Bernie Sanders’ Legacy Is Largely Out of His Hands

The party was already moving in his direction, but that doesn’t mean that the senator was the cause.

Time has a way of determining the legacy of failed presidential campaigns, and it often winds up being quite different from what people expected. To give two examples, Barry Goldwater was seen as a disastrous nominee whose defeat and negative coattails led to so much Democratic power that Lyndon Johnson was able to sign the Voting Rights Act and push through his Great Society agenda. But, in retrospect, Goldwater began the conservative takeover of the Republican Party and a process that led directly to the Reagan Revolution 16 years later. Many believed that the candidacy of George McGovern paved the way for Reagan by moving the New Deal party away from the white working class and focusing too much on divisive and unpopular social issues. But the things McGovern campaigned on are no longer seen as radical or out of step. Democratic strategists remain wary of moving too far to the left in a presidential campaign, but they don’t refute McGovern’s principles.

In truth, the legacies of both men were shaped by forces too big for them to control. The realignment of American politics, with the South moving from solidly Democratic to solidly Republican, was probably going to happen regardless of who the parties nominated. Likewise, it’s unlikely that Bernie Sanders will prove to be a key causal factor in the leftward movement of American politics in the next couple of decades.

John Harris of Politico notes that McGovern’s campaign spawned a new generation of leaders, like Bill and Hillary Clinton, and Senator Gary Hart. But any major-party presidential campaign would likely have that effect. The people who ran Al Gore’s campaign remain fixtures in American politics. The only time this doesn’t happen is when another campaign comes along from a significantly different wing of a party, and actually wins the presidency. The Bush family restoration of 2000 pushed out Bob Dole’s team, for example, and the eight-year Obama presidency swamped any specific contributions from veterans of John Kerry’s candidacy.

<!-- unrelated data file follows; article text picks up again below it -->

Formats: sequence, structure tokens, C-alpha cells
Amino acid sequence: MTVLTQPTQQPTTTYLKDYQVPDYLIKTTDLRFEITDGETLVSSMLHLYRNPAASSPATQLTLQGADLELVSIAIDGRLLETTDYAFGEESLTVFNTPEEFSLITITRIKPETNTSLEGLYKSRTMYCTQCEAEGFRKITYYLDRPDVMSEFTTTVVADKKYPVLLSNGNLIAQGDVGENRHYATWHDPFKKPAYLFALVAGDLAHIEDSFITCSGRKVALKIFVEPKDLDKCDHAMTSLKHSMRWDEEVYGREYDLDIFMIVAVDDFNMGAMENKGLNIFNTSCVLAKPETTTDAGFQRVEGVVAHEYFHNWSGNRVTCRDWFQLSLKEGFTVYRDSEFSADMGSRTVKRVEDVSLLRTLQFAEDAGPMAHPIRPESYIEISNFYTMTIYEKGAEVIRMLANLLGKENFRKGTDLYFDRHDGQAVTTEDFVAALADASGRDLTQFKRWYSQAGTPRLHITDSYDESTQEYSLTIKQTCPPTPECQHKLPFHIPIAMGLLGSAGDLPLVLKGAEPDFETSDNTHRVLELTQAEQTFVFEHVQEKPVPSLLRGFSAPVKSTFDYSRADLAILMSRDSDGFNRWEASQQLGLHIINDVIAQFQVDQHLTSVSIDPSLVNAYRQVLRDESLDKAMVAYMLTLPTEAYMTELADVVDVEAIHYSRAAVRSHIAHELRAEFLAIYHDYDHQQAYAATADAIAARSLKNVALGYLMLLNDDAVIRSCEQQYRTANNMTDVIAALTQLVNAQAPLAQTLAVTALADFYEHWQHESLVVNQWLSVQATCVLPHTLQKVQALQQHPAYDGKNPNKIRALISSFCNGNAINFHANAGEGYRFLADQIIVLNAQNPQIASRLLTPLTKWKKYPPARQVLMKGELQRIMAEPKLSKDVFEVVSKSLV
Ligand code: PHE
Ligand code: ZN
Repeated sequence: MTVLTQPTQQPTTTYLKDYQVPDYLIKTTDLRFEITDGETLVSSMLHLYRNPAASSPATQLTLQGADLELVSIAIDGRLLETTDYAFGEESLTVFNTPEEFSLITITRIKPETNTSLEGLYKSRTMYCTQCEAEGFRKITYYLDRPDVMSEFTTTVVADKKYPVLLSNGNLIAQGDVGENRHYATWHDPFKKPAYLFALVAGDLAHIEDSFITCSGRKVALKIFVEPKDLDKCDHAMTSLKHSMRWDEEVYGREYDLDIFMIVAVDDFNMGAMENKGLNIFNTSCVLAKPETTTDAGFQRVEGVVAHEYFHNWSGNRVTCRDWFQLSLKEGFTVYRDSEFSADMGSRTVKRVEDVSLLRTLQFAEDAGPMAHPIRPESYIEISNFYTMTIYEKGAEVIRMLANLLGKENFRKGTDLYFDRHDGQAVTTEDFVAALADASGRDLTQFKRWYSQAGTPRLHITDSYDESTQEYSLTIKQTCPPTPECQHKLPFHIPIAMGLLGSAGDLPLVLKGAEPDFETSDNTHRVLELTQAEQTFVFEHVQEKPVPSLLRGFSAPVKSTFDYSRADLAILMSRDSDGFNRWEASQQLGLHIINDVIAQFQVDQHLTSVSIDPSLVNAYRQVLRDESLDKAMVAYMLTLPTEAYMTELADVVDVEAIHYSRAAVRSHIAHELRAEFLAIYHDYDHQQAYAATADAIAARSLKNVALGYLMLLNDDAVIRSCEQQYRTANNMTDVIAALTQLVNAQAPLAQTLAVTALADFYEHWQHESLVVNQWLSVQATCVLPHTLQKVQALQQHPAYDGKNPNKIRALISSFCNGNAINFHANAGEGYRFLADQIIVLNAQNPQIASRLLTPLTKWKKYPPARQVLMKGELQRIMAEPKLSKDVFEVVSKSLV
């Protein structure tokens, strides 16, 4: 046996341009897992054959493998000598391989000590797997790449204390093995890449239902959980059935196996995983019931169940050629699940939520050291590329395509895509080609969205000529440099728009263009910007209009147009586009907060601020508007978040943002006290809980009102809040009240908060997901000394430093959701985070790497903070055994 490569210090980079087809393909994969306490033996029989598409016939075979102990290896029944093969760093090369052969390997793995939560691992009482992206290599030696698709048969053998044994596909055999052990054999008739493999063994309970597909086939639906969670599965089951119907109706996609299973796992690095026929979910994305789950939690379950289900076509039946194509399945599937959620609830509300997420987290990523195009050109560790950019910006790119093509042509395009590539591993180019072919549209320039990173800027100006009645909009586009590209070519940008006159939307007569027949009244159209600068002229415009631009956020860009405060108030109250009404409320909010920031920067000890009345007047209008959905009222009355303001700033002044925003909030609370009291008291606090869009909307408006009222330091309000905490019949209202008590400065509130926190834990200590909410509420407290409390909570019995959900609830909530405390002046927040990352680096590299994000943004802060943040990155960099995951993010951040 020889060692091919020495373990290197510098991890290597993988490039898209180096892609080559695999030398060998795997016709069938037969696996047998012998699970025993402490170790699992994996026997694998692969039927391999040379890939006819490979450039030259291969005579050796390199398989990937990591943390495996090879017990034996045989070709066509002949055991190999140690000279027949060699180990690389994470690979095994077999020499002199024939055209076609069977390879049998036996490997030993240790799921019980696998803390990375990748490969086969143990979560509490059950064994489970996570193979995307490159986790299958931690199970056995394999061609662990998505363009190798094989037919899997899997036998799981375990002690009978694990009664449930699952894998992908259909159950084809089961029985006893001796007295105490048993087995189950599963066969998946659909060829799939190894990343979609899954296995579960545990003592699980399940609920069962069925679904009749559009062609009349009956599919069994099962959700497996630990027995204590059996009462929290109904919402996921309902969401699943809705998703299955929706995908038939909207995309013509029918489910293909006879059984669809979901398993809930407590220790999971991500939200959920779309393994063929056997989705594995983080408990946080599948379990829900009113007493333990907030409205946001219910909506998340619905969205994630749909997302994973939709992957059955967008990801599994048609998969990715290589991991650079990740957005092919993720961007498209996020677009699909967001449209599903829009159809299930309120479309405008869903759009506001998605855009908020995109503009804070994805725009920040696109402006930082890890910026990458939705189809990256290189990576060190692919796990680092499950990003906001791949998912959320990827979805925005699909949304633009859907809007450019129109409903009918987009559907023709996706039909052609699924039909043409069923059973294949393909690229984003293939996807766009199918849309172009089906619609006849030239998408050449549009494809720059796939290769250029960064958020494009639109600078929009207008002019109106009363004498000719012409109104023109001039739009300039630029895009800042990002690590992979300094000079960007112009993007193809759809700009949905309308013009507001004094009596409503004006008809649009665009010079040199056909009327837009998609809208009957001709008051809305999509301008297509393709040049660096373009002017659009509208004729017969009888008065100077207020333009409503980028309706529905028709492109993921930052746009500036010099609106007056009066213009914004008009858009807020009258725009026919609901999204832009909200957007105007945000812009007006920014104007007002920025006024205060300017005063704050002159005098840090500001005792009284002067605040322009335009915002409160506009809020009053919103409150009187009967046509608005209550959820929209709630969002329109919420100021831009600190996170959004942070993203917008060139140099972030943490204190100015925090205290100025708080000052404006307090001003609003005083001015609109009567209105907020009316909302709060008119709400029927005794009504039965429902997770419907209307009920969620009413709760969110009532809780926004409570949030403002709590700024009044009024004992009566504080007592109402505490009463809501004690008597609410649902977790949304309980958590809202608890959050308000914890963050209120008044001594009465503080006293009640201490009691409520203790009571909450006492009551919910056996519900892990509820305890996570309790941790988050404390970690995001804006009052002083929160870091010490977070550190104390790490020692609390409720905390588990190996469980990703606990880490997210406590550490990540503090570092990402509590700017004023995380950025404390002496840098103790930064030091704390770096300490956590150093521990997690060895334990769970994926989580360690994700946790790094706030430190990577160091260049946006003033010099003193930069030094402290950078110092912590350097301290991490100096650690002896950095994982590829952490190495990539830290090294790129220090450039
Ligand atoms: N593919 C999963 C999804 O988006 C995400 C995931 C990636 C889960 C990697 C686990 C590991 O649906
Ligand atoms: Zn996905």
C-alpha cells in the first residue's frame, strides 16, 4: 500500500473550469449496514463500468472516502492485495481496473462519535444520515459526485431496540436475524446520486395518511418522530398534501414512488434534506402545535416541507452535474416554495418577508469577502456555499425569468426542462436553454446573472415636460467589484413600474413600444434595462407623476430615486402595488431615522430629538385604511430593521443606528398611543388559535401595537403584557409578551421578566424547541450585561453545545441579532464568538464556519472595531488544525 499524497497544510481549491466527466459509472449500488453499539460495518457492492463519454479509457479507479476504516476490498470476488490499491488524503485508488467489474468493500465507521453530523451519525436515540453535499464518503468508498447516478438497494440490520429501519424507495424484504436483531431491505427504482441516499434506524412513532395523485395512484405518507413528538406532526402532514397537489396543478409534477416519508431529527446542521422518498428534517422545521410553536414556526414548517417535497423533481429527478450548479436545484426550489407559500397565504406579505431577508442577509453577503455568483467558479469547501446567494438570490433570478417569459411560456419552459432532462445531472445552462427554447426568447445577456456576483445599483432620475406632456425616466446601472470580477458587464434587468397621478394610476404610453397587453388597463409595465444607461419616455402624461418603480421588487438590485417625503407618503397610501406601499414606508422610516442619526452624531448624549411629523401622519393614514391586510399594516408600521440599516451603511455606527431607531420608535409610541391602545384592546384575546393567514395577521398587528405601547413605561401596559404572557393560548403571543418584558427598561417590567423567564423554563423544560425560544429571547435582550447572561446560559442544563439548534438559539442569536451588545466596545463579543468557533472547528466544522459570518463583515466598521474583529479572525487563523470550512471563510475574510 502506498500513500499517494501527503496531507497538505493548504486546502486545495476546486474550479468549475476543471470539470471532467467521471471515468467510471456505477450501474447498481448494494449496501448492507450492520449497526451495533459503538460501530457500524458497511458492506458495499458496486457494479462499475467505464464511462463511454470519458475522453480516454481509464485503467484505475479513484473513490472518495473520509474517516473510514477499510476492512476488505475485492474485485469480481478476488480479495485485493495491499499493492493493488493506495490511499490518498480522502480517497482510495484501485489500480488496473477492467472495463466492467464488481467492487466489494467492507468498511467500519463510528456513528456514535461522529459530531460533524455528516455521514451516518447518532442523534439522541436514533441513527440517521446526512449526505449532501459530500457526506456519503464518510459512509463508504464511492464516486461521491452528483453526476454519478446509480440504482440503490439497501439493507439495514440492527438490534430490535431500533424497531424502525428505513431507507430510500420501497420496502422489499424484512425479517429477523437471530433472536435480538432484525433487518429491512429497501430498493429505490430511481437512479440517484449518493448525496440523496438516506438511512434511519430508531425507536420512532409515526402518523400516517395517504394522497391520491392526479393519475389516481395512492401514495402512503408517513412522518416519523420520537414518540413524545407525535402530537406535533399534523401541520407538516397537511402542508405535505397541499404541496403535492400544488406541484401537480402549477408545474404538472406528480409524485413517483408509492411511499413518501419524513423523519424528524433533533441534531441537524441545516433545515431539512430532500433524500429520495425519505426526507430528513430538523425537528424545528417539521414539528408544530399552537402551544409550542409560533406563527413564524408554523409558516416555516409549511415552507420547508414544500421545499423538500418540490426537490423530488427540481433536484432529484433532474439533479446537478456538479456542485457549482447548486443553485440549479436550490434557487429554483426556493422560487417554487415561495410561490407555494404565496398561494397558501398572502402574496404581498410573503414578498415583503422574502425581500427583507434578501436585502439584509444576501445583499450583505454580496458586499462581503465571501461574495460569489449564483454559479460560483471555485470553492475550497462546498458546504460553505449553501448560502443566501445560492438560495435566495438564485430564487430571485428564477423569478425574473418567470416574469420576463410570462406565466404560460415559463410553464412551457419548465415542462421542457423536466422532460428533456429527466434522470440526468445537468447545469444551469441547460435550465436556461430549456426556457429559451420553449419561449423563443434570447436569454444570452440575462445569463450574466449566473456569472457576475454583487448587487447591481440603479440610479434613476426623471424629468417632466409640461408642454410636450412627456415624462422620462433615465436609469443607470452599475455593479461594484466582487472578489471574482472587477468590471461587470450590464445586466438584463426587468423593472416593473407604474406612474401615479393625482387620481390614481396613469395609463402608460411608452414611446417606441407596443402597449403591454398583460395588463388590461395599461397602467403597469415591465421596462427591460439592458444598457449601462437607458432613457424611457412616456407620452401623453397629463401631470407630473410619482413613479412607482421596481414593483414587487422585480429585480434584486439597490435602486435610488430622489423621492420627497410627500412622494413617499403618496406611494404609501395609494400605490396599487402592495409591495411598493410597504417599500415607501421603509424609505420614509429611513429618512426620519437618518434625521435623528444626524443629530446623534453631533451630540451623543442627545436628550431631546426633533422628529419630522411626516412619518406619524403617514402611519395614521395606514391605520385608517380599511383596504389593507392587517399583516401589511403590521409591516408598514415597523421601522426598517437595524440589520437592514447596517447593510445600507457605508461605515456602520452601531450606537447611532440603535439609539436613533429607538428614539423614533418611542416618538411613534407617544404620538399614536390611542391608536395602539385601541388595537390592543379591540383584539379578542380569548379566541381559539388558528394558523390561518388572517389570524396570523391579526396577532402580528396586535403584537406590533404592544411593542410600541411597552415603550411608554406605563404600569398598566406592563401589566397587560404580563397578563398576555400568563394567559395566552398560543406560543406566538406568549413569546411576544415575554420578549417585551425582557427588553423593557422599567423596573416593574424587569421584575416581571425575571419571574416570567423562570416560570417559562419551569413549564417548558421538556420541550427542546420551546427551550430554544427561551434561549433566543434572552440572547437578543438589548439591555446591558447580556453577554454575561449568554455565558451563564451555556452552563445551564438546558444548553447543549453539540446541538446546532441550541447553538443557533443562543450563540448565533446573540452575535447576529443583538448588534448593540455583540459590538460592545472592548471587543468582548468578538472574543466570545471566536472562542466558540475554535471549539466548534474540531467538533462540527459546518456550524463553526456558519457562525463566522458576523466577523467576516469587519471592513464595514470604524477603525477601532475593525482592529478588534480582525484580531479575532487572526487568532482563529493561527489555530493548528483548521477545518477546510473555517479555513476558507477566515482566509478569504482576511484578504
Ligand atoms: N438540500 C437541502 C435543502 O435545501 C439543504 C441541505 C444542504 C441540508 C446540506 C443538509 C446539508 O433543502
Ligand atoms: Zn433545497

Many of the people who worked on Bernie Sanders’ campaign will stay in politics and play a major role in the future, but their influence will be dictated by age and circumstance more than by any impetus provided by the senator from Vermont. If he inspired some people to a lifetime commitment to politics, that will indeed be part of his lasting legacy, but I think Gary Hart was more on point when he said this:

Hart, who in 1984 mobilized a younger generation of voters while losing the nomination, also urged Sanders to recognize that the coronavirus pandemic has changed politics in ways that render some ideological debates obsolete. Perhaps in January, the difference between Biden’s cautious progressivism and Sanders’ radical version was something worth arguing about. Now, Hart said, “The plague has changed everything.” With trillions being spent in what threatens to be this generation’s Great Depression, “Joe Biden may end up being Bernie Sanders squared just by circumstance.”

Large events, like the Vietnam War, the Iranian Hostage Crisis, the fall of the Soviet Union, the 9/11 attacks, the Great Recessions, and the COVID-19 outbreak, have more power to reshape legacies than people recognize. Meanwhile, historic forces, like technological, ecological, or demographic change can shape new political coalitions in ways that cause us to change our assessments of our political leaders.

If Joe Biden wins the presidency and ushers in a new era of extremely big government, it will be less because Bernie Sanders was his strongest primary opponent than because the coronavirus pandemic demanded a huge federal response and the people recognized this and supported it. If Joe Biden loses the election and the country suffers through another four years of Trump, this won’t be the fault of Bernie Sanders, and there’s no assurance his candidacy would have fared any better. In fact, as many people will blame Sanders—for pushing the party too far left, or not delivering his voters to Biden—as will argue that he would have been victorious.

What we already know is that we need big government now in a way that was hard to envision at the outset of the campaign. We know that the younger generations were clamoring for this even before the pandemic hit. Sanders-style politics is going to be more mainstream in the future.

But it was largely going to be this way anyway, simply because the millennial and Generation Z cohorts are more diverse and more left-leaning than any preceding American generations. Now, with millions out of work and the federal government failing on every front to contain a major health care crisis, the people will want the next generation to step up.

Sanders looks a bit prescient at the moment. He’s more likely to look prescient in retrospect. Yet, I think history would have turned out roughly the same even if he had never launched his second candidacy for the presidency.

Maybe people will look back and say that Sanders was the ideological forebear of the modern Democratic Party. Maybe they’ll look back and always say, “What if?”

Whatever happens, I think everybody’s legacy will look better if Trump loses, even yours and mine.

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Martin Longman

Martin Longman is the web editor for the Washington Monthly. See all his writing at ProgressPond.com